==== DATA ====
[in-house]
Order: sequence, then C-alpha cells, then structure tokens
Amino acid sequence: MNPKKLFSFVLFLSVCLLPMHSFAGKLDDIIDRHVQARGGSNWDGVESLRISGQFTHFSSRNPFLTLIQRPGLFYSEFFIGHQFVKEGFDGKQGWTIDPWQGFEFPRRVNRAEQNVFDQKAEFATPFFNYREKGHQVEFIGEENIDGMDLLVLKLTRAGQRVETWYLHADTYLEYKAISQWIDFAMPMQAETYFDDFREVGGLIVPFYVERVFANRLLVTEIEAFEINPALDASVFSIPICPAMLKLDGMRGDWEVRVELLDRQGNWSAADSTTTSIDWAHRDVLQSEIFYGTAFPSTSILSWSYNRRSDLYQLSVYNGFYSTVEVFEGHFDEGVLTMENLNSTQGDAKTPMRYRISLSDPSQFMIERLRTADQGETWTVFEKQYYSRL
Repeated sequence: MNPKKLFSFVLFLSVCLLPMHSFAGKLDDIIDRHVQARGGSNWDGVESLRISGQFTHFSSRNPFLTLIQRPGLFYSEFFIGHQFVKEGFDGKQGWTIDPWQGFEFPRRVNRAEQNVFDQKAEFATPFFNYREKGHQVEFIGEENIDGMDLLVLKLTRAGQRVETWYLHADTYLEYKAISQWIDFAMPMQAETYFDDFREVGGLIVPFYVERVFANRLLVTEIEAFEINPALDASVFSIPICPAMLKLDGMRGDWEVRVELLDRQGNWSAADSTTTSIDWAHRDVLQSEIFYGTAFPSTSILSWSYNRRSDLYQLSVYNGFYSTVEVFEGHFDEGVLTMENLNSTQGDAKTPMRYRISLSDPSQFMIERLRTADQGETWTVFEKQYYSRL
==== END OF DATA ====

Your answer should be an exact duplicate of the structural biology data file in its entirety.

[in-house]
Order: sequence, then C-alpha cells, then structure tokens
Amino acid sequence: MNPKKLFSFVLFLSVCLLPMHSFAGKLDDIIDRHVQARGGSNWDGVESLRISGQFTHFSSRNPFLTLIQRPGLFYSEFFIGHQFVKEGFDGKQGWTIDPWQGFEFPRRVNRAEQNVFDQKAEFATPFFNYREKGHQVEFIGEENIDGMDLLVLKLTRAGQRVETWYLHADTYLEYKAISQWIDFAMPMQAETYFDDFREVGGLIVPFYVERVFANRLLVTEIEAFEINPALDASVFSIPICPAMLKLDGMRGDWEVRVELLDRQGNWSAADSTTTSIDWAHRDVLQSEIFYGTAFPSTSILSWSYNRRSDLYQLSVYNGFYSTVEVFEGHFDEGVLTMENLNSTQGDAKTPMRYRISLSDPSQFMIERLRTADQGETWTVFEKQYYSRL
Repeated sequence: MNPKKLFSFVLFLSVCLLPMHSFAGKLDDIIDRHVQARGGSNWDGVESLRISGQFTHFSSRNPFLTLIQRPGLFYSEFFIGHQFVKEGFDGKQGWTIDPWQGFEFPRRVNRAEQNVFDQKAEFATPFFNYREKGHQVEFIGEENIDGMDLLVLKLTRAGQRVETWYLHADTYLEYKAISQWIDFAMPMQAETYFDDFREVGGLIVPFYVERVFANRLLVTEIEAFEINPALDASVFSIPICPAMLKLDGMRGDWEVRVELLDRQGNWSAADSTTTSIDWAHRDVLQSEIFYGTAFPSTSILSWSYNRRSDLYQLSVYNGFYSTVEVFEGHFDEGVLTMENLNSTQGDAKTPMRYRISLSDPSQFMIERLRTADQGETWTVFEKQYYSRL